The apostle Paul said, in Galatians 4:22-31,
22 For it is written, that Abraham had two sons, the one by a bondmaid,
the other by a freewoman.
23 But he who was of the bondwoman was born after the flesh; but he of the freewoman was by promise.
24 Which things are an allegory: for these are the two covenants; the one from the mount Sinai, which gendereth to bondage, which is Agar.
25 For this Agar is mount Sinai in Arabia, and answereth to Jerusalem which now is, and is in bondage with her children.
26 But Jerusalem which is above is free, which is the mother of us all.
27 For it is written, Rejoice, thou barren that bearest not; break forth and cry, thou that travailest not: for the desolate hath many more children than she which hath an husband.
28 Now we, brethren, as Isaac was, are the children of promise.
29 But as then he that was born after the flesh persecuted him that was born after the Spirit, even so it is now.
30 Nevertheless what saith the scripture? Cast out the bondwoman and her son: for the son of the bondwoman shall not be heir with the son of the freewoman.
31 So then, brethren, we are not children of the bondwoman, but of the free.
The bondwoman in the Genesis story was Hagar, the freewoman was Sarah. The children involved were Ishmael and Isaac, who were both sons of Abraham. Hagar, and her son Ishmael, were cast out of Abraham's house, after Sarah saw Ishmael mocking Isaac.
The implication of Paul's interpretation of the story is missed by dispensationalists. Paul said the bondwoman, Hagar, and not Sarah, represents "Jerusalem which now is." He identified Jews who reject Christ with Hagar, and with Ishmael her son, who were cast out, while those who believe in Christ, Jew and Gentile, are identified with Sarah and Isaac, and the children of the promise. This is what Paul's discussion in Galatians 4 means.
According to Paul, those who practise Judaism, and the Mosaic law, and reject Christ, are not the children of the promise. But, evidently, dispensationalists disagree with Paul. John N. Darby, and defenders of Zionism disagree with Paul, because they apply the promises God made to Abraham, Isaac, and Jacob to those who are Jews after the flesh.
In Genesis 32:28, God gave the name "Israel" to Jacob, who was the son of Isaac, and so that name really belongs to "the children of the promise," not "the Jerusalem which now is." In other words, the label "Israel" applies to the church, those who are "in Christ," and its use by the Jewish state is invalid; in Paul's view, the use of it made today would probably be considered a lie, and a fraud. All the promises, Paul said, are "yea" and "Amen" in Christ.
For the Son of God, Jesus Christ, who was preached among you by us, even by me and Silvanus and Timotheus, was not yea and nay, but in him was yea. For all the promises of God in him are yea, and in him Amen, unto the glory of God by us.
Dispensationalist writers, following John N. Darby, unwittingly and ignorantly apply the promises of God to those who are identified spiritually with Hagar, the bondwoman. They deny that those promises apply to Christ, and to those who belong to Christ.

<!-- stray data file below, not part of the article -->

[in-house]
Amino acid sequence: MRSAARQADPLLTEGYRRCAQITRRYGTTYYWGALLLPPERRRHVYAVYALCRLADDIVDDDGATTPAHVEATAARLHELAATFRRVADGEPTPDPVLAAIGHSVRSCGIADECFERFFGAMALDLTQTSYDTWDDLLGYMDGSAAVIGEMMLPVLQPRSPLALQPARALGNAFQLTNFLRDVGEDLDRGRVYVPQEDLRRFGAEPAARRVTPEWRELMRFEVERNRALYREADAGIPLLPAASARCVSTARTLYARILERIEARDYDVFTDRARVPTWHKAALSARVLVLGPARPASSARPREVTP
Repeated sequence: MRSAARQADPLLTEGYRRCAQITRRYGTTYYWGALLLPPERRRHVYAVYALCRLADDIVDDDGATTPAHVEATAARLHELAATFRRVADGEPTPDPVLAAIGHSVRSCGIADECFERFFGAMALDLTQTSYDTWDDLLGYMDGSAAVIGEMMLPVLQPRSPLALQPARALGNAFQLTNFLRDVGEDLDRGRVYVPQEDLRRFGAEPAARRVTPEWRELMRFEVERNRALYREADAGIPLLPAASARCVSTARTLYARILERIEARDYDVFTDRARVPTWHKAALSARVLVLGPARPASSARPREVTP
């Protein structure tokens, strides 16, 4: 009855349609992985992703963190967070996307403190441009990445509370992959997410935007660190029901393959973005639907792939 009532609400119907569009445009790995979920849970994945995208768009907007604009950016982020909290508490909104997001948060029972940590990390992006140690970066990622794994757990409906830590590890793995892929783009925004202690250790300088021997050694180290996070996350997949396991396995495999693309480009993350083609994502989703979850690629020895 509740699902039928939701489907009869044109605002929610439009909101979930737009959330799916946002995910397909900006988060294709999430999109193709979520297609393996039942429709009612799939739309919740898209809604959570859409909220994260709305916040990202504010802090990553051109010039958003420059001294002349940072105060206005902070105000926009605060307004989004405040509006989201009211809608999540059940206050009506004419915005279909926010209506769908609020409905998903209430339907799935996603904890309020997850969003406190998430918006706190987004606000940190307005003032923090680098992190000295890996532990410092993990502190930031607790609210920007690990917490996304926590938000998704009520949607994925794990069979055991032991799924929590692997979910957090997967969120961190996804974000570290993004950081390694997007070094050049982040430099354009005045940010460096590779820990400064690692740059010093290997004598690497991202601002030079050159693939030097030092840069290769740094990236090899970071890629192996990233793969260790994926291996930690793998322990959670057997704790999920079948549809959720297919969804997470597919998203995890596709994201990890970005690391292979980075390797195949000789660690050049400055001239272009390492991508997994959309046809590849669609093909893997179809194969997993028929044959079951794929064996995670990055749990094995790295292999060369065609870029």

IMO, dispensationalism, and dozens of other "isms" fulfil the prophecy of Ezekiel 38. This prophecy describes an invading army coming from various directions, from the northeast, northwest, and the southeast, and the southwest, against the "mountains of Israel," symbolic of the promises and revelations of God, that belong to the saints. And they come against "a land that is brought back from the sword." Ezekiel wrote:
Be thou prepared, and prepare for thyself, thou, and all thy company that are assembled unto thee, and be thou a guard unto them. After many days thou shalt be visited: in the latter years thou shalt come into the land that is brought back from the sword, and is gathered out of many people, against the mountains of Israel, which have been always waste: but it is brought forth out of the nations, and they shall dwell safely all of them. Thou shalt ascend and come like a storm, thou shalt be like a cloud to cover the land, thou, and all thy bands, and many people with thee.
The different directions from which the invaders come, probably represent opposing and contradictory points of view, such as those represented by tens of thousands of sects, cults, and denominations. The prophecy depicts many false teachers coming against the church, having widely differing doctrines.
Why did Ezekiel write that the invading armies of Gog and Magog come against "the land that is brought back from the sword"? What sword is it? A sword was set up to guard the Garden of Eden, when Adam and Eve were expelled from it:
Therefore the LORD God sent him forth from the garden of Eden, to till the ground from whence he was taken. So he drove out the man; and he placed at the east of the garden of Eden Cherubims, and a flaming sword which turned every way, to keep the way of the tree of life.
The garden of Eden contained the tree of life, which is also present in the paradise John describes in Revelation 22. The land "brought back from the sword," then, alludes to the garden of Eden; access to it was obtained for us by Christ. The sword is symbolic of God's word. [Ephesians 6:17]